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Unformatted text preview: Chapter 2 Chapter Atoms and Elements Dalton’s Atomic Theory Dalton’s (beginning of 19th century) • All matter is composed of tiny, All indivisible particles called atoms • All atoms of a given element are All identical to each other and different from those of other elements from • A chemical reaction merely involves chemical a change in the groupings of atoms and not creation or destruction of atoms (Law of Conservation of Mass) atoms • Compounds consist of atoms of Compounds more than one element combined in particular ratios (Law of Constant Composition and Law of Multiple Proportions) Proportions) Building up Atomic Structure Building • Benjamin Franklin (1706-1790) discovered two Benjamin types of electricity, (+) and (-). • Henri Becquerel discovered radioactivity on 1896. Henri Pierre and Marie Curie continued that work: atoms disintegrate, i.e., they are divisible. divisible • John J. Thomson discovered the electron and John electron determined its charge/mass ratio (1896-97). determined • Robert A. Millikan (1909) determined the charge Robert and mass of electron. and • Ernest Rutherford (1911-19) discovered the Ernest proton. proton • James Chadwick (1932) discovered the neutrons, James neutrons that are with the protons in the nucleus of atoms. nucleus Atomic Structure Atomic • subatomic particles neutron: no charge, 1.0087 amu, n neutron proton: +1 charge, 1.0073 amu, p+ proton electron: –1 charge, 0.0005486 amu, e– electron • n and p+ packed tightly into dense core called nucleus nucleus • e– distributed more diffusely in space surrounding nucleus surrounding e– n p+ e– Actual size: Radius of atom ~ 100 pm (10-10 m) Radius of nucleus ~ 0.001 pm Then, if radius of atom was ~ 100 m (a small football stadium), the radius of the nucleus would be ~ 0.001 m = 1 mm V ∝ r3 Then, Vatom/Vnucleus ≅ 1015. Atom is 1015 times bigger Atomic number and Mass number • all atoms of a given element have the all same number of protons same • number of protons in an atom given by the atomic number, Z atomic • neutral atoms have same number of neutral protons and electrons protons • atoms gain or lose charge by gaining or atoms losing electrons only (not protons) losing • total number of protons and neutrons total given by mass number, A. A = #p+ + #n mass Symbol Symbol mass number charge A X Z atomic number n element symbol Examples Examples Determine the numbers of electrons, Determine protons, and neutrons in each of the following atoms. following 40 Ar 18 40 Ar 18 Z = 18, therefore the atom has 18 p+ 18, A = 40, 40, A = # of p+ + # of neutrons of Therefore, # neutrons = A − # p+ Therefore, 40 – 18 = 22 neutrons 40 Charge, n = 0, therefore # of e– = # p+ = 18 209 2+ Pb Pb 82 • Z = 82, therefore 82 p+ • A = 209, therefore 209 p+ and n total and • # neutrons = A − # p+ = 209 – 82 = 127 n neutrons • n = 2+, 2+, • Therefore # e– = 82 p+ − 2 = 80 e– (lost 2 e–) 31 15 P 3– 31 3– P 15 Z = 15, therefore 15 p+ 15, 31 3– P 15 Z = 15, therefore 15 p+ 15, A = 31, therefore 31 p+ and n total 31 15 P 3– Z = 15, therefore 15 p+ 15, A = 31, therefore 31 p+ and n total 31 – 15 = 16 n 31 3– P 15 Z = 15, therefore 15 p+ 15, A = 31, therefore 31 p+ and n total 31 – 15 = 16 n n = 3 –, (gained 3 e–) − − Isotopes Isotopes • atoms (of same element) that have atoms the same number of protons but different numbers of neutrons, i.e., different A • may or may not have same number may of electrons of 52 24X 55 24X 52 24X 55 24X 52 24X 52 20X 52 X 24 55 52 X 24 52 X 20 X 24 52 3+ 50 24 24 X X Which of the Which pairs of atoms is(are) isotope(s)? isotope(s)? Isotope abundance Isotope A sample of naturally occurring sulfur contains several isotopes with the following abundances Isotope % abundance 32 32S 95.02 33 33S 0.75 32 34 34S S, 33S, 34S, 36S 4.21 16 16 16 16 36 36S 0.02 The %s have been determined experimentally. # of atoms of a given isotope of % Abundance = ─────────────────────────── x 100 Abundance ──────────────────────────── Total # of atoms of all isotopes of element Mass Spectrometry is employed to determine Isotopic Abundances determine • mass spectrometer. – Device generates ions that pass down an Device evacuated path inside a magnet. evacuated – Ions are separated based on their Ions charge/mass ratio. Mass is, then, calculated. charge/mass Atomic Weight Atomic The atomic mass and Isotope Abundances are determined by means of Mass Spectrometry. determined Mass Atomic mass of isotope carbon-12 is defined exactly 12 Atomic amu whereas all others of carbon and other elements amu are referred to that and do not have integer values. % abundance isotope 1 Atomic weight = x (mass isotope 1) 100 100 % abundance isotope 2 + x (mass isotope 2) + … 100 100 Example Example Isotope % abundance mass (amu) 64 Zn 48.6 63.9291 66 Zn 27.9 65.9260 67 Zn 4.1 66.9721 68 Zn 18.8 67.9249 70 Zn 0.6 69.9253 Example, contd. Example, %abund.i %abund. Atomic weight of Zn = ∑ × mi Atomic Zn 100 100 A.W.= 0.486 × 63.9291 + 0.279 × 65.9260 + … A.W.= + 0.041 × 66.9721 + 0.188 × 67.9249 + … 0.041 + 0.006 × 69.9253 = 65.4 amu 0.006 65.4 # 25. Gallium has two naturally occurring isotopes, 69Ga and 71Ga, with masses of 68.9257 amu and 70.9249 amu, respectively. Calculate the % abundance of the two isotopes of Ga. A W Ga = 69.723 (Per. table) Ga Let’s name p1 = % of 69Ga and p2 = % of 71Ga. p1 + p2 = 100 then, p1 = 100 − p2 (1) p1 (1) p1 × 68.9257 + p2 × 70.9249 AW = 69.723 = ──────────────────── then, 100 100 6972.3 = p1× 68.9257 + p2× 70.9249 Then, replace p1 by (1) 70.9249 (1) 6972.3 = (100 − p2) × 68.9257 + p2 × 70.9249 6972.3 = 6892.57 − p2 × 68.9257 + p2 × 70.9249 6972.3 6972.3 − 6892.57 = p2 × (70.9249 − 68.9257) 6972.3 6972.3 − 6892.57 6972.3 p2 = ─────────── = 39.88% p2 70.9249 − 68.9257 70.9249 p1= 100 − p2 = 60.12% Atoms and the Mole Atoms A collection term states collection a specific number of specific items. items. • 1 dozen donuts dozen = 12 donuts 12 • 1 ream of paper ream = 500 sheets 500 • 1 case case = 24 cans 24 Atoms and the Mole Atoms A mole is (a collection number) the amount of a mole substance that contains substance • the same number of particles (atoms, the molecules, ions, protons, electrons, etc.) as there are carbon atoms in 12 g of carbon-12 isotope isotope • 1 mol = 6.022 x 1023 particles (Avogadro’s number). Amadeo Avogadro number). • The number is referred to the atomic mass The assigned to carbon-12 isotope. assigned Atoms and the Mole Atoms 1 mole of … Number of particles Number 1 mole C mole = 6.022 x 1023 C atoms 1 mole Na mole = 6.022 x 1023 Na atoms 1 mole Au = 6.022 x 1023 Au atoms 1 mole electrons = 6.022 x 1023 electrons 1 mole H2O = 6.022 x 1023 H2O molecules 1 mole Na+ = 6.022 x 1023 Na+ ions Molar Mass Molar The molar mass of any element is the mass in The molar grams of 6.022 x 1023 atoms of that element, grams i.e., one mole of the element. mole Molar mass is abbreviated M, has units of Molar has grams per mole (g/mol), and is numerically (g/mol), equal to the atomic weight of the element (periodic table). Molar mass of Na = 22.990 g/mol Molar 22.990 Molar mass of Cl = 35.453 g/mol Molar 35.453 Molar mass of O = 15.999 g/mol Molar 15.999 Conversion factors Conversion Avogadro’s number 6.022 x 1023 can be written as 6.022 equalities and conversion factors. equalities Equality: 1 mole = 6.022 x 1023 particles = molar mass (g) Conversion Factors: particles = atoms or molecules 6.022 x 1023 particles and 1 mole 1 mole 6.022 x 1023 particles mole 6.022 x 1023 particles molar mass (g) and 1 mole molar mass (g) and molar mass (g) 6.022 x 1023 particles molar mass (g) 1 mole Converting moles ↔ mass Moles to mass Moles g moles x ──── = grams moles ──── 1 mol Mass to moles 1 mol mol g x ────= moles ────= grams The molar mass as conversion factors molar What is the mass of silicon represented by What 0.250 moles of this element? M of Si = 28.086 28.09 g g/mol 0.250 moles x ────── = 7.02 g Si ────── How many moles of manganese are 19.36 g of of that metal? M of Mn = 54.938 g/mol that 1 mol 19.36 g x ───── = 0.352384 = 0.3524 moles ───── 0.3524 54.938 g 54.938 4 SF How many atoms of calcium are in 4.008 g of that metal? that M of Ca = 40.08 g/mol 1 mol 6.022 x 1023 atoms mol 4.008 g x ────── x ───────────── ────── ───────────── 40.08 g 1 mol 40.08 The density of Au is 19.32 g/cm3. What is the The What volume of a piece of gold that contains 2.6 x 1024 volume atoms? If the piece of metal is a square with a thickness of 0.10 cm, what is the length (in cm) of one side of the square? AW = 196.97 g/mol AW 196.97 g Au 196.97 2.6 x 1024 atoms Au x ──────────── = 850 g Au ──────────── 6.022 x 1023 atoms 6.022 1 cm3 cm 850 g Au x ──────── = 43 cm3 Au 850 ──────── 19.32 g Au 19.32 side = l V = th x A = th x l 2 th thickness (th) thickness l = SQRT (V/th) = SQRT (43 cm3 / 0.10 cm) = 21 cm (43 l What is the average mass of one germanium atom? M Ge = 72.59 g/mol Here we have to divide the mass of a mole by the number of atoms in that mole. mole. 1 mole Ge = 72.59 g = 6.02 x 1023 atoms mole 72.59 g Ge 1 mol Ge g Ge 72.59 ─────── x ───────────── = 1.205 x10-22 ───── ───────────── ───── 1 mol Ge 6.022 x1023 atoms Ge 1 atom Ge mol 0.0000000000000000000001205 g !!!!!!! 0.0000000000000000000001205 Periodic Table(*) Periodic • a listing of the elements arranged according listing to their chemical and physical properties to • elements are arranged according to similar elements properties. • Groups or families contain elements with Groups similar properties in vertical columns. columns • periods are horizontal rows of elements. rows Every period has a number (row) from 1 through 7. through (*) originally Mendeleev by atomic mass (1869), (*) atomic later Moseley by increasing atomic number increasing (1913). (1913). Periodic Table Periodic Groups • • • • • • referred to by number or top element some have names: some The Representative Elements The alkali metals - group 1A alkaline earth metals - group 2A noble gases - group 8A halogens - group 7A • chalcogens - group 6A • pnictogens - group 5A Alkali Metals Group 1A(1), the alkali metals, includes alkali includes lithium, sodium, potassium, rubidium, cesium, and francium cesium, ChemNow 2.17 Exercise Halogens Halogens Group 7A(17) the halogens, halogens includes fluorine, chlorine, bromine, and iodine. iodine. Representative Elements Representative 1 1A 11 1.008 3 2 2A 4 Li Be H 6.941 9.012 11 12 Na 22.99 19 K 13 3A 5 B 24.31 20 3 3B 21 Ca Sc Mg 4 4B 22 5 5B 23 Ti V Zr Nb 6 6B 24 Cr Cr 102.9 77 106.4 78 107.9 112.4 79 80 114.8 81 118.7 82 121.8 83 127.6 84 126.9 85 131.3 86 195.1 197.0 Pb Bi 68 Unp Unh (227) (257) (260) Mo W (263) Tc (98) 75 Re 186.2 107 Uns (262) Ru Os 190.2 108 Uno (265) Rh Ir 192.2 109 Une (266) Pd Pt Au Hg In Tl 200.6 204.4 Sn 58 59 60 61 62 63 64 65 66 67 Pr Nd Pm Sm Eu Gd Tb Dy Ho 140.1 90 140.9 91 144.2 92 232.0 (231) 238.0 Pa U (147) 93 Np (237) 150.4 94 Pu (242) 152.0 95 Am (243) 157.3 96 Cm (247) 158.9 97 Bk (247) 162.5 98 Cf (249) Sb 207.2 209.0 Ce Th Kr 101.1 76 Unq Ra Br 95.94 74 Ac (226) Fr Se Ar 39.95 36 83.80 54 183.8 106 (223) As Cl 35.45 35 79.90 53 180.9 105 Ta Cd Ge S 32.07 34 78.96 52 178.5 104 Hf Ag Ga P 30.97 33 74.92 51 138.9 89 La Zn Si 28.09 32 72.59 50 91.22 92.91 72 73 Ba Cu Al 26.98 31 69.72 49 88.91 57 137.3 88 12 2B 30 Ne 20.18 18 63.55 65.39 47 48 87.62 56 Cs Ni 11 1B 29 F 19.00 17 He 4.003 10 58.69 46 85.47 55 132.9 87 Co 10 8B 28 O 16.00 16 17 7A 9 58.93 45 47.88 50.94 40 41 Y Fe 9 8B 27 N 14.01 15 16 6A 8 55.85 44 40.08 44.96 38 39 Sr Mn 8 8B 26 C 12.01 14 15 5A 7 52.00 98 54.94 42 43 39.10 37 Rb 7 7B 25 10.81 13 14 4A 6 18 8A 2 164.9 99 Es (254) Er 167.3 100 Fm (253) Te Po (210) I At Xe Rn (210) (222) 69 70 71 Tm Yb 168.9 101 Md (256) 173.0 102 No (254) Lu 175.0 103 Lw (257) Transition Elements Transition 1 1A 11 1.008 3 2 2A 4 Li Be H 6.941 9.012 11 12 Na 22.99 19 K 13 3A 5 B 24.31 20 3 3B 21 Ca Sc Mg 4 4B 22 5 5B 23 Ti V Zr Nb 6 6B 24 Cr Cr 102.9 77 106.4 78 107.9 112.4 79 80 114.8 81 118.7 82 121.8 83 127.6 84 126.9 85 131.3 86 195.1 197.0 Pb Bi 68 Unp Unh (227) (257) (260) Mo W (263) Tc (98) 75 Re 186.2 107 Uns (262) Ru Os 190.2 108 Uno (265) Rh Ir 192.2 109 Une (266) Pd Pt Au Hg In Tl 200.6 204.4 Sn 58 59 60 61 62 63 64 65 66 67 Pr Nd Pm Sm Eu Gd Tb Dy Ho 140.1 90 140.9 91 144.2 92 232.0 (231) 238.0 Pa U (147) 93 Np (237) 150.4 94 Pu (242) 152.0 95 Am (243) 157.3 96 Cm (247) 158.9 97 Bk (247) 162.5 98 Cf (249) Sb 207.2 209.0 Ce Th Kr 101.1 76 Unq Ra Br 95.94 74 Ac (226) Fr Se Ar 39.95 36 83.80 54 183.8 106 (223) As Cl 35.45 35 79.90 53 180.9 105 Ta Cd Ge S 32.07 34 78.96 52 178.5 104 Hf Ag Ga P 30.97 33 74.92 51 138.9 89 La Zn Si 28.09 32 72.59 50 91.22 92.91 72 73 Ba Cu Al 26.98 31 69.72 49 88.91 57 137.3 88 12 2B 30 Ne 20.18 18 63.55 65.39 47 48 87.62 56 Cs Ni 11 1B 29 F 19.00 17 He 4.003 10 58.69 46 85.47 55 132.9 87 Co 10 8B 28 O 16.00 16 17 7A 9 58.93 45 47.88 50.94 40 41 Y Fe 9 8B 27 N 14.01 15 16 6A 8 55.85 44 40.08 44.96 38 39 Sr Mn 8 8B 26 C 12.01 14 15 5A 7 52.00 98 54.94 42 43 39.10 37 Rb 7 7B 25 10.81 13 14 4A 6 18 8A 2 164.9 99 Es (254) Er 167.3 100 Fm (253) Te Po (210) I At Xe Rn (210) (222) 69 70 71 Tm Yb 168.9 101 Md (256) 173.0 102 No (254) Lu 175.0 103 Lw (257) Colors of solutions of Transition Metal Compounds Transition Inner Transition Elements Inner 1 1A 11 1.008 3 2 2A 4 Li Be H 6.941 9.012 11 12 Na 22.99 19 K 13 3A 5 B 24.31 20 3 3B 21 Ca Sc Mg 4 4B 22 5 5B 23 Ti V Zr Nb 6 6B 24 Cr Cr 102.9 77 106.4 78 107.9 112.4 79 80 114.8 81 118.7 82 121.8 83 127.6 84 126.9 85 131.3 86 195.1 197.0 Pb Bi 68 Unp Unh (227) (257) (260) Mo W (263) Tc (98) 75 Re 186.2 107 Uns (262) Ru Os 190.2 108 Uno (265) Rh Ir 192.2 109 Une (266) Pd Pt Au Hg In Tl 200.6 204.4 Sn 58 59 60 61 62 63 64 65 66 67 Pr Nd Pm Sm Eu Gd Tb Dy Ho 140.1 90 140.9 91 144.2 92 232.0 (231) 238.0 Pa U (147) 93 Np (237) 150.4 94 Pu (242) 152.0 95 Am (243) 157.3 96 Cm (247) 158.9 97 Bk (247) 162.5 98 Cf (249) Sb 207.2 209.0 Ce Th Kr 101.1 76 Unq Ra Br 95.94 74 Ac (226) Fr Se Ar 39.95 36 83.80 54 183.8 106 (223) As Cl 35.45 35 79.90 53 180.9 105 Ta Cd Ge S 32.07 34 78.96 52 178.5 104 Hf Ag Ga P 30.97 33 74.92 51 138.9 89 La Zn Si 28.09 32 72.59 50 91.22 92.91 72 73 Ba Cu Al 26.98 31 69.72 49 88.91 57 137.3 88 12 2B 30 Ne 20.18 18 63.55 65.39 47 48 87.62 56 Cs Ni 11 1B 29 F 19.00 17 He 4.003 10 58.69 46 85.47 55 132.9 87 Co 10 8B 28 O 16.00 16 17 7A 9 58.93 45 47.88 50.94 40 41 Y Fe 9 8B 27 N 14.01 15 16 6A 8 55.85 44 40.08 44.96 38 39 Sr Mn 8 8B 26 C 12.01 14 15 5A 7 52.00 98 54.94 42 43 39.10 37 Rb 7 7B 25 10.81 13 14 4A 6 18 8A 2 164.9 99 Es (254) Er 167.3 100 Fm (253) Te Po (210) I At Xe Rn (210) (222) 69 70 71 Tm Yb 168.9 101 Md (256) 173.0 102 No (254) Lu 175.0 103 Lw (257) • rows = periods • gradual transition in gradual properties from metallic to nonmetallic moving from left to right across a period to Metals Metals • Malleable: can be hammered or pressed Malleable: into new shapes (coins, rings, etc.) into • Ductile: can be pressed, beaten, or drawn Ductile: into shape when cold (wires, such as Cu) into • solid at room temperature (except for Hg) • luster • photoelectric effect (e– emission due to light) light) • thermionic effect (e– emission due to heat) • readily lose electrons readily lose • good thermal and electrical conductors Nonmetals Nonmetals • • • • • • • solid, liquid, or gas brittle if solid (fracture) non-malleable, non-ductile thermal and electrical insulators do not exhibit photoelectric effect do not exhibit thermionic effect readily gain electrons readily gain Metalloids (Semimetals) Metalloids • properties intermediate to those of properties metals and nonmetals metals • are located around the solid ladder are between metals and non-metals in periodic table periodic • B, Si, Ge, As, Sb, Te, Po, At Noble gases Noble • Are the least reactive elements • Are gases, none-abundant on Earth, Are but He is the second in the universe after hydrogen • Neon in advertising signs Neon • Some lasers are made of He, Ar, Kr Learning Check Learning Identify each of the following elements as Identify 1) metal 2) nonmetal 3) metalloid A. sodium A. B. chlorine C. silicon C. D. iron E. carbon F. antimony ____ ____ ____ ____ ____ ____ ____ Learning Check Learning Match the elements to the description. A. Metals in Group 4A(14) A. 1) Sn, Pb 2) C, Si 1) 3) C, Si, Ge, Sn B. Nonmetals in Group 5A(15) 1) As, Sb, Bi 2) N, P 3) N, P, As, Sb C. Metalloids in Group 4A(14) 1) C, Si, Ge, 2) Si, Ge 3) Si, Ge, Sn, Pb 1) Learning Check Learning The elements magnesium and calcium are in what The group? a. alkali metals b. alkaline earth metals a. c. halogens d. noble gases Which elements are nonmetals? Which a. sodium and potassium a. b. magnesium and barium c. boron and aluminum d. carbon and bromine Identify the period number for the row that ends in Identify argon. a. Period 1 b. Period 2 c. Period 3 d.Period 4 a. Learning Check Learning Which statement is characteristic of metals? A. They are shiny. A. B. They are poor conductors of electricity. C. They melt at high temperatures. a. statement A only b. statements A and B only c. statements A, B, and C c. d. statements A and C only Which statement is false? A. Potassium is an alkali metal. A. B. Strontium is an alkaline earth metal. C. Argon is a noble gas. D. Zinc in a halogen. Learning Check Learning What is the right order of increasing metallic What character for the elements Rb, F, P, Ga? character Rb < F < P < Ga P < F < Rb < Ga Ga< Rb < P < F F < P < Ga < Rb Learning Check Learning How many atoms are in 1.50 mol Na? A.1.50 b. 9.03x1023 c. 3.00 d. 2.49x10-24 e. 345 6.022× 1023 atoms 6.022 1.50 mol × ──────────── = 9.03 x 1023 atoms 9.03 1 mol mol How many moles of Ar in 5.22 x 1022 atoms of this noble gas? a. 11.5 b. 0.0867 c. 1.15x10 22 noble d. 8.67x1023 d. e. 3.14 x1046 1 mol mol 5.22 x 1022 atoms × ──────────── = 0.0867 mol 5.22 ──────────── 6.022× 1023 atoms 6.022 Learning Check Learning What is the mass (grams) of one atom of Na? a. 22.99 1 mol Na mol b. 0.04350 c. 3.818 x 10−23 b. 2.619x1022 22.99 g 22.99 ─────────── = 3.818 x 10−23 g/atom 3.818 g/atom 6.022× 1023 atoms 6.022 ...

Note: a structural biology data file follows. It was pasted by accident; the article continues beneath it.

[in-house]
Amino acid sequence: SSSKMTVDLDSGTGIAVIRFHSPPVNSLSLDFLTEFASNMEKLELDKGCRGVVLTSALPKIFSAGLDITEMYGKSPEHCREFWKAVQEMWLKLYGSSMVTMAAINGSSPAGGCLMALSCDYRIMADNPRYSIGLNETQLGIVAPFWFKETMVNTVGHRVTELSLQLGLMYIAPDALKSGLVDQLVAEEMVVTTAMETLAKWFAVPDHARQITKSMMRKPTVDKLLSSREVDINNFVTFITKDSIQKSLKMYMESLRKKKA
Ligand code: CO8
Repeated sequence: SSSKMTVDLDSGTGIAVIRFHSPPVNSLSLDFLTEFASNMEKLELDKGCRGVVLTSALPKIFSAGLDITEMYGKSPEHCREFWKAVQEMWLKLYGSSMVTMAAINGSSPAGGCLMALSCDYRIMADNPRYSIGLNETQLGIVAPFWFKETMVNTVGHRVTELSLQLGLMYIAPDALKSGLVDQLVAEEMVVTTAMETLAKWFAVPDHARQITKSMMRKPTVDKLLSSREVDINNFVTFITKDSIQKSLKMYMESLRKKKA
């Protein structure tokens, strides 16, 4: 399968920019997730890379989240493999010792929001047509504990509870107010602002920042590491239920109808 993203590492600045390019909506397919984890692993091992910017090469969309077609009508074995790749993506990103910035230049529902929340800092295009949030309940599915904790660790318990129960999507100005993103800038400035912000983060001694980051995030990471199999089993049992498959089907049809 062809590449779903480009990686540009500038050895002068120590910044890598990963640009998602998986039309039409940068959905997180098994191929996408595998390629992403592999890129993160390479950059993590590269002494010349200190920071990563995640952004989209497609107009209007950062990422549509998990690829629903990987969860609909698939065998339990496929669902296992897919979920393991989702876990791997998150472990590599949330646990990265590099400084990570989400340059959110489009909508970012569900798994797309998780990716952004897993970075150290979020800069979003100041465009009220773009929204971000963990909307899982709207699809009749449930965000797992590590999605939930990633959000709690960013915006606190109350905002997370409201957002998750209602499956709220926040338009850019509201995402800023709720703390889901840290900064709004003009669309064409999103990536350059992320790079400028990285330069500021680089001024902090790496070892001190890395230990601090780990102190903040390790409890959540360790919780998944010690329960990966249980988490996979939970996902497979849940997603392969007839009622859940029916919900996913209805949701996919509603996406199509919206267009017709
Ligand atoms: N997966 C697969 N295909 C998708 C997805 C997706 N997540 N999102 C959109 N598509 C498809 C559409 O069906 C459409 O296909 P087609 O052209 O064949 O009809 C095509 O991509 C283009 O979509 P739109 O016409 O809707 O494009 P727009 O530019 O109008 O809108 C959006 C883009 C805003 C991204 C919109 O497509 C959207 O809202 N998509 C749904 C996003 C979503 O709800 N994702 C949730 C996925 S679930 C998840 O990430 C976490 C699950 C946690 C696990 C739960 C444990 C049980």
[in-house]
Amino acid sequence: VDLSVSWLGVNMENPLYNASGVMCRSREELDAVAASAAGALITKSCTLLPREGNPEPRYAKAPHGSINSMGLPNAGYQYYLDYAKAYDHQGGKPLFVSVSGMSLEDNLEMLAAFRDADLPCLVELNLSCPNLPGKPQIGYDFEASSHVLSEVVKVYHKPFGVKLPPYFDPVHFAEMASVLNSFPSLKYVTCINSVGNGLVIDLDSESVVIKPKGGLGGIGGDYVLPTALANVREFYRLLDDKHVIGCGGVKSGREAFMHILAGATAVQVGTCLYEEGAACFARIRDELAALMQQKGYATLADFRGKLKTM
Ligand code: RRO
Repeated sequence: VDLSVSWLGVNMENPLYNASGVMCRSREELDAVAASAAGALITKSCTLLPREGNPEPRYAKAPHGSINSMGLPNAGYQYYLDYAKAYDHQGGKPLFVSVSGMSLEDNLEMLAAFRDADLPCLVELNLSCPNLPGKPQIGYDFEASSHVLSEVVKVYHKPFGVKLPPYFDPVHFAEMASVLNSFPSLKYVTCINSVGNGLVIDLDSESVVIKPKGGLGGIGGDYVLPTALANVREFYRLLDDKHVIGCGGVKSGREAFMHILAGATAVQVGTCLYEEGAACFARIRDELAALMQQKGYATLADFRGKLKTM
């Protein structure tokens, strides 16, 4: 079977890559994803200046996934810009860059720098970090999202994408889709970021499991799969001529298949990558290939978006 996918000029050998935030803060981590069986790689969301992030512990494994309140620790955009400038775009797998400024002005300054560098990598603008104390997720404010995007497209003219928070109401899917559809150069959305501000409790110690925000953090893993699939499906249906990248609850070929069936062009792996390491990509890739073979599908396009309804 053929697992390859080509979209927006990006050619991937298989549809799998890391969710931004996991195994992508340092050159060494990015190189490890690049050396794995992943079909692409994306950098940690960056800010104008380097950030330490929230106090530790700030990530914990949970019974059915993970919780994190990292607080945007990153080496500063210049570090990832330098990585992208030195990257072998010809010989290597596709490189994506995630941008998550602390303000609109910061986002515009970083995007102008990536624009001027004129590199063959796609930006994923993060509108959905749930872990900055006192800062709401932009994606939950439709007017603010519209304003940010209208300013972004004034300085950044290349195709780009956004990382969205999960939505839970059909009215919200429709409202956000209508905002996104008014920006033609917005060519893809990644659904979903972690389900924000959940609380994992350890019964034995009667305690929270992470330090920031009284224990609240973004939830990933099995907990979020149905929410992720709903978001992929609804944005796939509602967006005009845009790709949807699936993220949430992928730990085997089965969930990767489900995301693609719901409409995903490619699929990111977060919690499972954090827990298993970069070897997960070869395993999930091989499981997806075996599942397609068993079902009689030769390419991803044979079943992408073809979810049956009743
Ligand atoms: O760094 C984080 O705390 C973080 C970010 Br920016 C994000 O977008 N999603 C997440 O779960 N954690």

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This note was uploaded on 11/07/2011 for the course CHM 2045 taught by Professor Geiger during the Fall '08 term at University of Central Florida.